Monday, 25 June 2012

Accounting for good data protection

With apologies for the awful pun, today’s blog celebrates our chums in the accounting profession, who have recently launched a report on building trust in the digital age. The report was published in November 2011, but the formal launch occurred on 19 June 2012. Sometimes, accountants take their time.

The broad thrust of the report, on rethinking privacy, property and security, is pretty clear: “Today’s good practices are not enough.” What is required is “an accepted framework of social expectations and laws.” And, because digital technology is disrupting and challenging, we “need to encourage widespread engagement, understanding and debate of the issues to build a social and legal framework which is broadly accepted and can underpin individual business actions.”

Top tip – if you don’t fancy paying £45 for your own ICAEW (Institute of Chartered Accountants of England and Wales) bound copy, you can download it for free from here.

By the time you’ve read this 98 page report, you will, according to the blurb, have benefited by:

• Helping management make better decisions about digital information and improve the business performance in relation to information risks; and
• Informing the widespread public debate about digital information and thereby support the development of a variety of regulatory, industry and social solutions.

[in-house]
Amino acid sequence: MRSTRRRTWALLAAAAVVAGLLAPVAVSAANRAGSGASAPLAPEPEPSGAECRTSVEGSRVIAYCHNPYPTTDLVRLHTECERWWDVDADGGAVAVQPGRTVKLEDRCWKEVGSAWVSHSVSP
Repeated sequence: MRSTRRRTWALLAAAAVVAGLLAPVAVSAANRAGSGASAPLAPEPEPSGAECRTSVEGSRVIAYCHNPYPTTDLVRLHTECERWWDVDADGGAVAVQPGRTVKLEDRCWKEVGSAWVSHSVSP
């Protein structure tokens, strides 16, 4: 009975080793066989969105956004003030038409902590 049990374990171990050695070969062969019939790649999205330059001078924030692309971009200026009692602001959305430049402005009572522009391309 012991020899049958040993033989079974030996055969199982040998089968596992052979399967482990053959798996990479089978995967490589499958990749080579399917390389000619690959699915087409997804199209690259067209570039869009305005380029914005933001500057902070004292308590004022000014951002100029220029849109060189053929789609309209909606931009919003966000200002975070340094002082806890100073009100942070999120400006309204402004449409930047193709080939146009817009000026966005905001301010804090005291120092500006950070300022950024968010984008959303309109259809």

OK, I think I get it. But, everyone cries, how are we going to do it? Or, as I reported about the question my nephew asked me last week, what does good data protection look like?

Well, I’ve recently given my own reply three times so far. Once to my family and the other times, to audiences of different types of professionals. Each audience laughed in different places as I made my pitch. Do professional stand-up comics get such a varied reaction to their material, too? I really ought to follow someone around the comedy circuit for a while, just to find out.

Anyway, the good news is that everyone told me that they liked what I had to say. I’m delivering it once more, next week, to yet another audience of another type of professional, and then I’ll stop taking and I'll be blogging about it.

Apparently, as some professional comics keep telling me, there’s only so long you can trot out the same old stuff on the comedy circuit before you have to refresh your material.

Obviously, they’ve never heard of Ken Dodd.